The papal supremecy issue was whether the pope or the regional bishops were primary – the pope was only the bishop of Rome, according to the anti-papal line, or whether the pope or the local king had control of the vast revenues of the church, the power to appoint bishops, and on and on.  It all seems tedious and pettyfogging, but momentous issues of power and money were at stake.  Sometimes the pope won, sometimes he lost. 

What’s a poor Jew-boy to do but hitch his cart to the papal star?  Not hardly…but I could dream.  I even started to learn Latin, just for the fun of it.

I just finished a book on Jean-Baptiste Colbert, The Information Master, that deals with the other side of the equation, and a later period, i.e., the effort by the secular state, specifically Louis XIV, to gain absolute power over the nobles and the church, and the role of Colbert in that effort.  The book, by Jacob Soll, describes Colbert’s relentless aquisition of documents and libraries in the service of the absolute monarchy.  Knowledge is power says the old saw, and when it came to making a legal case for the king’s right to confiscate, tax, or simiply claim all or a part of local revenue, documents were essential.  The endless battle to aggrandize Louis’ power over France was fought on paper, not on the battlefield – not since The Fronde, when he was a boy, anyway: an experience he did not wish to repeat! – and Colbert was the general.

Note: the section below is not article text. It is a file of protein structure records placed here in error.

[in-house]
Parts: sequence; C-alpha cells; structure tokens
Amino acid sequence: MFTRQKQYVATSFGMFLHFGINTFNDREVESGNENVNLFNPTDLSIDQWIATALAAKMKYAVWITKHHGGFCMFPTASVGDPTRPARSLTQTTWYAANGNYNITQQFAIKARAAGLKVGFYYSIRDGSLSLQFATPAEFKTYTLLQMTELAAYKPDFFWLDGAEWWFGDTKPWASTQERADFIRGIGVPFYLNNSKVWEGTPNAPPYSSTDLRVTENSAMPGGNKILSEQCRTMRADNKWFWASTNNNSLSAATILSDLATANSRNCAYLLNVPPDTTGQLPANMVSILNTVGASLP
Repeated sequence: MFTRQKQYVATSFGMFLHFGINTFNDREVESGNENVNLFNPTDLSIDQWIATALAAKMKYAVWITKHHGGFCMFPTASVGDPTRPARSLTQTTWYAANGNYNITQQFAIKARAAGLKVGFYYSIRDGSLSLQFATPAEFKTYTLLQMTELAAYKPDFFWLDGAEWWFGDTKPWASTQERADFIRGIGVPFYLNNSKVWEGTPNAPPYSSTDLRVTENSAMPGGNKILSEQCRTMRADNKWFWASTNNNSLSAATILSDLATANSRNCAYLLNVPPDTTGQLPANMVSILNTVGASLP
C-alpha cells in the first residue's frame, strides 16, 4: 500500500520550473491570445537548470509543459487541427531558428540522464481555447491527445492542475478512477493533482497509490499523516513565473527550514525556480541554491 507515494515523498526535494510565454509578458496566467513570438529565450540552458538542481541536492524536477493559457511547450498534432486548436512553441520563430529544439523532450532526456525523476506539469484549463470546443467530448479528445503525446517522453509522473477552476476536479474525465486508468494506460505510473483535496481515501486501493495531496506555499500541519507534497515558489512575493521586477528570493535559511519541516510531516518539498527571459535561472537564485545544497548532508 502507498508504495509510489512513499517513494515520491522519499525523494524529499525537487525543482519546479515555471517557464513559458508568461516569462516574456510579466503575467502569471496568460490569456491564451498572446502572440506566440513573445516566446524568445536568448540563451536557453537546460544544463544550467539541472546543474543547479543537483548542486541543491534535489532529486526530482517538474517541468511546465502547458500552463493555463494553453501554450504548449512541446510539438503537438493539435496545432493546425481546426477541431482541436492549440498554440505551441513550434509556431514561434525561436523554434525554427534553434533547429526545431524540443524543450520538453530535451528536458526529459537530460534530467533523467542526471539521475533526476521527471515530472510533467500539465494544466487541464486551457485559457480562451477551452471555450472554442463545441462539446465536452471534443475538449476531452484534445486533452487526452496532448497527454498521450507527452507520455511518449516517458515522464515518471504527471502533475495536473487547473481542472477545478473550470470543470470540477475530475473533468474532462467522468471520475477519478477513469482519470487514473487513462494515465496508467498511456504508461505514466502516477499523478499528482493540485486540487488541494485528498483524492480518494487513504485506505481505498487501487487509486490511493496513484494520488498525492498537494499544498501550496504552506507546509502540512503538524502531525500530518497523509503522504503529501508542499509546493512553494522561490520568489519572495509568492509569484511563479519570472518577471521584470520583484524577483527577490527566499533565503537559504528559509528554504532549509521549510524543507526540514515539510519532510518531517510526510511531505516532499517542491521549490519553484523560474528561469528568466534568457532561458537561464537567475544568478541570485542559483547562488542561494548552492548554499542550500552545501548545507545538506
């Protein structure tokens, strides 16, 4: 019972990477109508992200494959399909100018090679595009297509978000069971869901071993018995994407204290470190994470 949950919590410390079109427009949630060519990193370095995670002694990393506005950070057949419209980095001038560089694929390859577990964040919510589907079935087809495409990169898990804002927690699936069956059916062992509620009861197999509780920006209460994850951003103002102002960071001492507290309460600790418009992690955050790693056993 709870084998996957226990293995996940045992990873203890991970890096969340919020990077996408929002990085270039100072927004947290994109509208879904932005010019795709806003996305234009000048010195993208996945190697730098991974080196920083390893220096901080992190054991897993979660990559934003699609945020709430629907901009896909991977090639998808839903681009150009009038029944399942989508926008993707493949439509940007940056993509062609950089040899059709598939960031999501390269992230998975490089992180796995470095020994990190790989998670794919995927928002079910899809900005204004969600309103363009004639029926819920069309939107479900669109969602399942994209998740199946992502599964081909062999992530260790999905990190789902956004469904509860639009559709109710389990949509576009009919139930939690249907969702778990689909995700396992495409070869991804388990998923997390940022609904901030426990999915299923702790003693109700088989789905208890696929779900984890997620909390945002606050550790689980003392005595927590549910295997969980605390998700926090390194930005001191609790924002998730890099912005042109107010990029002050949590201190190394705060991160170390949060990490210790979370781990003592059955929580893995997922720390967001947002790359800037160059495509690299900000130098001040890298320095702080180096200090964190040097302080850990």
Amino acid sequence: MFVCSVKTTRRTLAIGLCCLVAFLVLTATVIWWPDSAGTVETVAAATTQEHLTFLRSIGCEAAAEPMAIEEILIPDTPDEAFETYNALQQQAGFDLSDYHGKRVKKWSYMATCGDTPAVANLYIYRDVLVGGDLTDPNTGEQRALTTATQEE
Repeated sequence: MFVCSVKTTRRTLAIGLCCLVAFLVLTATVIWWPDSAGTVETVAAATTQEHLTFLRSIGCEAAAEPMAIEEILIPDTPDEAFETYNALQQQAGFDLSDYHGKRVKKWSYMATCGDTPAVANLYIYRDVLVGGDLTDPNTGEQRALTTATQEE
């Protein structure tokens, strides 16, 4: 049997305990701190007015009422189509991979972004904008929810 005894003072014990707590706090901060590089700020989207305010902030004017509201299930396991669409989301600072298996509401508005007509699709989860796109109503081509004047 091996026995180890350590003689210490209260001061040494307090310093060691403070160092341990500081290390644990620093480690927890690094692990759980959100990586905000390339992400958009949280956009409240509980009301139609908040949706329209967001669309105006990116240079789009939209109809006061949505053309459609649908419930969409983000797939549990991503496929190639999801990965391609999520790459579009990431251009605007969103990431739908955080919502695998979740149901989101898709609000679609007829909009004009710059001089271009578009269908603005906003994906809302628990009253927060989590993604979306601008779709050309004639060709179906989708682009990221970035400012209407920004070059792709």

He created archives, libraries, secret information gathering cadres, and recruited a corps of document writers, to produce an endless stream of propaganda justifying the royal perogatives.  In other words, he actively engaged in what is called today knowledge production, in the manner of think-tanks, institutes, and foundations we have now.  The monks of the medieval period were known to sometimes create deliberate mis-information, e.g. The Donation of Constantine, but Colbert relied on overwhelming his adversaries with real documents.  Often, the nobles  were unprepared:  what did aristocrats care for deeds and charters, and scribbling?  They learned the error of their ways.  Churchmen, with centuries of infighting behind them, were usually better placed to make a counter-claim, but they lost over time.

Colbert also did Louis’ dirty work, including creating the ‘overwhelming’ case against Fouquet, who had mightily pissed-off Louis.  As was typical in such affairs of state, the first arrests included paper as well as people:  whole libraries were carted off to the royal archives to deprive the victim of documentary evidence in his support, and to supply more ammunition for the king.